A number sentence is any addition, subtraction, multiplication or division problem -- complete with the factors that are being computed -- as well as the answer to the problem. The different parts of a number sentence are distinguished by the particular names assigned to them. In addition sentences, the factors being added are called addends, and the answer is called the sum.
The factors of an addition sentence that are being added together are called the addends, and will be separated by a plus (+) sign. There can be any number of addends in an addition sentence. In the generic addition sentence a + b + c = d, "a", "b" and "c" are the addends.
The sum is the solution to an addition sentence, or the answer computed when all addends are added. For a + b + c = d, "d" is the sum. There can only be one sum to any particular addition sentence, and it always follows the equals sign.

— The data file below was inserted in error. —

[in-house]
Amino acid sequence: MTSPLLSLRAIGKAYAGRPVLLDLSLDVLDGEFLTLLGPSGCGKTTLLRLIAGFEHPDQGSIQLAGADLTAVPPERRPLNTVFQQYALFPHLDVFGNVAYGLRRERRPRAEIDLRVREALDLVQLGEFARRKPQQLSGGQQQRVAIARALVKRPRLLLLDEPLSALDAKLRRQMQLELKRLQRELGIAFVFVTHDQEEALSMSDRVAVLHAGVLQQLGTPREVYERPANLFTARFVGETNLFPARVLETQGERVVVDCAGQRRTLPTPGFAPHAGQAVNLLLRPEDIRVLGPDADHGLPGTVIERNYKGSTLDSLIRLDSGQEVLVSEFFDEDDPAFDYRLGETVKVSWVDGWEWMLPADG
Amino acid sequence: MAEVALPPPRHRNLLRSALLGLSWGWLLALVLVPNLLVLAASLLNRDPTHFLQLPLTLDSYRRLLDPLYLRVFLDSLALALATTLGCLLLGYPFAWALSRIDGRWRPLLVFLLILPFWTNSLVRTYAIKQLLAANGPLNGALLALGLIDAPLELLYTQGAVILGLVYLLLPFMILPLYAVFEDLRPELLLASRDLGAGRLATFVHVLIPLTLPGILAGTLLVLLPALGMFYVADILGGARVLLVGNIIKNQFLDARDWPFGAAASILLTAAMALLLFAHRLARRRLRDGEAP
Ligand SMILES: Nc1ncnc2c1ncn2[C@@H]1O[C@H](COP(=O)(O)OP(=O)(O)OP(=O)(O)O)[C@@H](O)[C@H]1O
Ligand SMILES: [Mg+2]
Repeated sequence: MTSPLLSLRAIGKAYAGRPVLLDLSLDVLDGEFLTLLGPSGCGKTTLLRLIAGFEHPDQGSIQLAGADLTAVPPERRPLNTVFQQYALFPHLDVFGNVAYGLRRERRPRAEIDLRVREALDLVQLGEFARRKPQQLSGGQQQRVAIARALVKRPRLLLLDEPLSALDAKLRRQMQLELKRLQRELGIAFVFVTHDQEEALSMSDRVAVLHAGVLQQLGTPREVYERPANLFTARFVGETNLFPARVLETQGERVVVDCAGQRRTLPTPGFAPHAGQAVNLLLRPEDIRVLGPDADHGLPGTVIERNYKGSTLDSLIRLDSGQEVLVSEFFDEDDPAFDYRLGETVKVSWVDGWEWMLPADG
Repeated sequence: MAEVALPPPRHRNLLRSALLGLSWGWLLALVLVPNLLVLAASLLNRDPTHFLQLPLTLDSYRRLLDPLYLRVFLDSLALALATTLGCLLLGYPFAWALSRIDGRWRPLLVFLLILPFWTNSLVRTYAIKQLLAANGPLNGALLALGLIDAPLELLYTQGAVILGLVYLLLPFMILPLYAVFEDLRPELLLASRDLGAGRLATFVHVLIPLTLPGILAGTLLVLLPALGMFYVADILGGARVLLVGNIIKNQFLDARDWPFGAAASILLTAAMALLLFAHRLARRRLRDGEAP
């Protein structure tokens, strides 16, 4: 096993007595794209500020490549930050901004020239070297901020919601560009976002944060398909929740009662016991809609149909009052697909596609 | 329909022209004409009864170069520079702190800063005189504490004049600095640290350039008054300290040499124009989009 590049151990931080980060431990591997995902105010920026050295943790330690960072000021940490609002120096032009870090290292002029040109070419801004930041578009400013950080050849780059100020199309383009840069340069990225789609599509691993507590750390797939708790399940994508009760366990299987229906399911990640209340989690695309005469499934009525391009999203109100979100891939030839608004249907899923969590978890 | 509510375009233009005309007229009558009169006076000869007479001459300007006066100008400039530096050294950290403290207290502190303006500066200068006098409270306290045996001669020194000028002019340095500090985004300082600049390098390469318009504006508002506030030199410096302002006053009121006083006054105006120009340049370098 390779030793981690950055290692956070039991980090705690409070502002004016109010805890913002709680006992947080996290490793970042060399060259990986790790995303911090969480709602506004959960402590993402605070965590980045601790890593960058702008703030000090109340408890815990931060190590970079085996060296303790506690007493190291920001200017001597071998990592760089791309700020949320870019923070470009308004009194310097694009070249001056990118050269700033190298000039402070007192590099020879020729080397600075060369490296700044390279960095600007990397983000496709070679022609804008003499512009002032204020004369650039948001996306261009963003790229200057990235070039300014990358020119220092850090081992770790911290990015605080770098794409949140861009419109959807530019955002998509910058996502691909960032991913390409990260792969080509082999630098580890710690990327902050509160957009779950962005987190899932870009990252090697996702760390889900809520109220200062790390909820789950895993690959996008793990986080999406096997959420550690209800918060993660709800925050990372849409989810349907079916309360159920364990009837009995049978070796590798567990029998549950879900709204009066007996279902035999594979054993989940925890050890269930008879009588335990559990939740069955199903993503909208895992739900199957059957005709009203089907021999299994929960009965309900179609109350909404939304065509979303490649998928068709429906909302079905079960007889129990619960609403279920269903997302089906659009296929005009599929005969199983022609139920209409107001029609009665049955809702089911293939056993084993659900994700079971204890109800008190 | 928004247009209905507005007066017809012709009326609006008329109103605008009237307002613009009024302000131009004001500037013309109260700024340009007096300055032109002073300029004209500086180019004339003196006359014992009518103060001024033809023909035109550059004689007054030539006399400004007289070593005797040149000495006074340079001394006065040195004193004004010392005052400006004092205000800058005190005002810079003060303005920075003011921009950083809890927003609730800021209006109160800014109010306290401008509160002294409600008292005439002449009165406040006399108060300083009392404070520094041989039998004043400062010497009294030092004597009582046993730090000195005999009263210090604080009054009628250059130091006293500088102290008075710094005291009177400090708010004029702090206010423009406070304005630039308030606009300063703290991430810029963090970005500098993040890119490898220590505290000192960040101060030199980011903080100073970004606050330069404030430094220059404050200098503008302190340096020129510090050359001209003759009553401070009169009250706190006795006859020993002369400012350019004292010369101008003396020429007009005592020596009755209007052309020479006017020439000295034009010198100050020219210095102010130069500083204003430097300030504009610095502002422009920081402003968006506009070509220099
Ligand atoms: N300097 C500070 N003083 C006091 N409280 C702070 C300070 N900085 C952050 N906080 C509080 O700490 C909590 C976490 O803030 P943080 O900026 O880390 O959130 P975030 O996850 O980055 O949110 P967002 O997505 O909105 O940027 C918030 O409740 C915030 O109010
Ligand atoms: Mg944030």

Finding a Missing Addend
In addition sentences with a missing addend, the addend can be solved for algebraically by isolating the variable and using the reverse operation, subtraction. For example, in the number sentence, 12 + x = 29, the missing addend "x" can be solved for by the subtraction sentence 29 - 12 = x, which equals 17.
In an addition sentence with multiple addends, add the first two addends, then add the sum of those two to the third addend. Do the same for any additional addends. For example, for the problem 3 + 9 + 11 + 7, adding 3 + 9 gives 12. Add 12 to the following addend, 11, to get 23. Finally, add 23 to 7 to get a final sum of 30.
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